Buddhism teaching

Lynn Guenther’s passion for teaching inspired “Light of the Bay”

For decades, artist, educator, and naturalist Lynn Guenther has aimed to create a strong arts and science curriculum for students in Santa Cruz County. Guenther worked at local schools, museums and civic organizations, and during that time she says she discovered a passion for teaching local history.

“I love introducing kids to the history of where they live: the natural, the cultural, everything,” she says. “Especially about our watersheds, how they’ve helped Santa Cruz thrive. It is a very unique county.

This passion for local history led Guenther to write his first novel, bay lightwhich is out now.

Guenther says she started working on the book 10 years ago, rummaging through local museums and libraries. Reading Frank Perry Lighthouse Point: illuminating Santa Cruz, she discovered Laura Hecox, a local legend who spent 50 years living and working as

a lighthouse keeper at Point Santa Cruz. In 1905, Hecox donated 2,000 objects from its vast

personal collection of historical artifacts and scientific specimens at the new Santa Cruz Museum of Natural History.

Guenther chronicles the life of Hecox, adopting his voice to give readers direct insight into historical events such as the Gold Rush, Westward Expansion, the persecution of Native Americans and immigrants, the struggle for women’s suffrage, the conservation movement

and more.

“Laura is an incredible role model,” says Guenther. “She really knew how important it was to preserve the past and was interested in everything – coins, architecture, animals. She was so scientific. It was interesting to get into her mind and to learn more about the people she looked up to. I got to know her quite well.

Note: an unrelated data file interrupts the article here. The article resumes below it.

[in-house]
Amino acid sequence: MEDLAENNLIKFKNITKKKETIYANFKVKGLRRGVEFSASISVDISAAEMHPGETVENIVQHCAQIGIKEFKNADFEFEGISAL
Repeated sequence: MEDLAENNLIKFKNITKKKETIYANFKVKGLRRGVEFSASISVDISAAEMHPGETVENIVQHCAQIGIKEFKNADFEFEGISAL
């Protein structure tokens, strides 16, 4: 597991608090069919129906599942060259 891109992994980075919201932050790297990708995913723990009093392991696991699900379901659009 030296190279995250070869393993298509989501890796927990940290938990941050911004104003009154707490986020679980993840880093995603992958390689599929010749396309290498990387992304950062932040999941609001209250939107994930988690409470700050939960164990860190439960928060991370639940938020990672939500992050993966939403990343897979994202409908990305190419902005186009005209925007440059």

Other local historical figures appear in the story, including Dr. Charles Anderson, Martina Castro, Theo D’Estrella, Georgiana Bruce Kirby, Josephine McCracken, London Nelson, Charley Parkhurst, Douglas Tilden, and Sarah Winnemucca.

“Not everyone knows these interesting characters,” she says. “I try to show what their personalities looked like. Give perspective on some of their stories.

Guenther says that to write bay light was difficult but has accelerated in recent years.

“For the past three years, I’ve battled cancer,” she says. “I really wanted to sit down and finish this book. I have a lot of people who have supported me on this journey; I’m so grateful to them.”

bay light is out now. The novel is ideal for readers in grade five and up, Guenther says, though older readers may enjoy it.

“My main goal is to bring this story to life for a younger audience,” she says. “My dedication to teaching runs deep. How can we take care of our home? That’s the first thing I want to relay. People need to understand this story, our place in it, and we have a responsibility to

protect its future.

‘Light of the Bay’ is available at the Santa Cruz Bookstore, Santa Cruz Museum of Natural History, Santa Cruz Museum of Art and History, and online. It is available at all public libraries in Santa Cruz.